Hanoi Rocks!

15 May

I’ve been waiting to use that title for days… and then my son went and used it for me. (Obscure music reference for those still guessing)

So, what can we say about Hanoi. Apart from the fact that it rocks.

Well, my moto driver has no idea about cheap hotels, so I turn down the first couple I get to and set off on my own. Someone hails me froma passing scooter – he has a room, it’s a reasonable price, it has air conditioning (which might actually be responsible for my sudden cold – the thermal shock caused by exposure to temperatures below 30 degrees centigrade may have been too much for my sweltering system). So I am in the middle of the Old Quarter, a bustling combination of cheap hotels, restaurants, little ‘hole in the wall shops’ selling pirated DVDs, and more travel agencies than can possibly be economically viable. Just round the corner you can buy Bia Hoi (draft beer) for around 30c a glass. There’s a doner kebab stall (chicken kebab, actually, served in a wedge of bread). The cyclo drivers want my business, and so do the doughnut and pineapple sellers (the ploy here is to get you to take their panniers for a photograph and then sell you pineapple. Or bananas. Or coconut). When it rains, these sellers morph into umbrella and poncho sellers. There’s a street selling luggage. And a street selling shoes. So many shoes it brings dread to the heart of the average male. (There’s a picture below, but it was impossible to capture the extent of the number of shops – and the number of shoes). A procession of cyclos go past, obviously doing the tour of the city..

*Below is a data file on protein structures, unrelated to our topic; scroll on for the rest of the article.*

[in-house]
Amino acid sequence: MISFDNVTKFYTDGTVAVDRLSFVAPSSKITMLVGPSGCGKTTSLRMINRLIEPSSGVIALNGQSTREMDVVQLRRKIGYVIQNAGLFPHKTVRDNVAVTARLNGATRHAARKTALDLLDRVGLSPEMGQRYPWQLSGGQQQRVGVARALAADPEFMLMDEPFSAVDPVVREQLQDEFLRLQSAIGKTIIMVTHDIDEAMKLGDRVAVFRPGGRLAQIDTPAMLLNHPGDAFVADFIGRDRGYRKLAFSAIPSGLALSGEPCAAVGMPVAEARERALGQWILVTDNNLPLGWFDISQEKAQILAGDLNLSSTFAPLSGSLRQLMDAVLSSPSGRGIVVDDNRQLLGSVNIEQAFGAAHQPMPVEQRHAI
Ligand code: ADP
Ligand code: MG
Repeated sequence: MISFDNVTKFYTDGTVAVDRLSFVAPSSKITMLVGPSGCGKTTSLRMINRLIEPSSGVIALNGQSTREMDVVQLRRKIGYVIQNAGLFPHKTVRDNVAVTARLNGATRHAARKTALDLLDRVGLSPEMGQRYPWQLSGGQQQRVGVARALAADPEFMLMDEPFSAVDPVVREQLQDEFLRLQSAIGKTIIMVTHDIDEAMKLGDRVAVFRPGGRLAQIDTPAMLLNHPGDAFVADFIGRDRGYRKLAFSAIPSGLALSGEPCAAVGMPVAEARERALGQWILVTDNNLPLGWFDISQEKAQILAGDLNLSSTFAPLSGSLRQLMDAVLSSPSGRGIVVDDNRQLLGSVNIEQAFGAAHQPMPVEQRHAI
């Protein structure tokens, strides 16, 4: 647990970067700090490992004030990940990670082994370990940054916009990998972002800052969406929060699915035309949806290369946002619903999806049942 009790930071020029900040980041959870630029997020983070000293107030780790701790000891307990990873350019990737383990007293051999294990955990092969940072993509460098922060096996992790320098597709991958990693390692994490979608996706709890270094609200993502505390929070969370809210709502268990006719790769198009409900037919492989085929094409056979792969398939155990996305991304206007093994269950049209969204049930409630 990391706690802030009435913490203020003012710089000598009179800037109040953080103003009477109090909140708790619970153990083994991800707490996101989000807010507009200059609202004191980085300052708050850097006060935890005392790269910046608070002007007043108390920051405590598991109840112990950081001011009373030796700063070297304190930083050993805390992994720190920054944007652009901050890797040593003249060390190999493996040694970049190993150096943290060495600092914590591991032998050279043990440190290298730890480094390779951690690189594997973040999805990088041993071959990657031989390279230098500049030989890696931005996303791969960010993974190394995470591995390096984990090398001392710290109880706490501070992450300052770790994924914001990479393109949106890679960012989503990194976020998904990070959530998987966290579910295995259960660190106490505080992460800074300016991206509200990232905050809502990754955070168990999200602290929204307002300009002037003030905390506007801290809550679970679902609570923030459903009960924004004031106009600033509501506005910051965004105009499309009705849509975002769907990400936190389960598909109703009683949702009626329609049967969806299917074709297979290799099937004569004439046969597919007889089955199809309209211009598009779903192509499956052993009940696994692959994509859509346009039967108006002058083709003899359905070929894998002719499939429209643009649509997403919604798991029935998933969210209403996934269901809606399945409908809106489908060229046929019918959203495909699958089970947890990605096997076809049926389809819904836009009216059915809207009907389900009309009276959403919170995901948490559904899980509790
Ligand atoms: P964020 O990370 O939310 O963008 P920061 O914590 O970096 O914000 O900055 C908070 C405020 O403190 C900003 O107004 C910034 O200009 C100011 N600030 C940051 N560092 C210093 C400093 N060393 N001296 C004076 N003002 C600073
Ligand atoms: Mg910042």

Hanoi (6)Hanoi (7)Hanoi (4)

The action is all around the main lake Hoan Kiem, where the dancing, the tai chi, the exercise, the romantic walks in the evening all happen – where everyone who is anyone in Hanoi can be found. There’s a good few tourists – but not as many as I might expect, which means that I am plagued with people selling maps, shining shoes, offering water, books, and pineapple (those pineapple vendors get everywhere). One overenthusiastic shoe shine man has already applied the glue to fix my shoes before I can tell him that I have no money on me.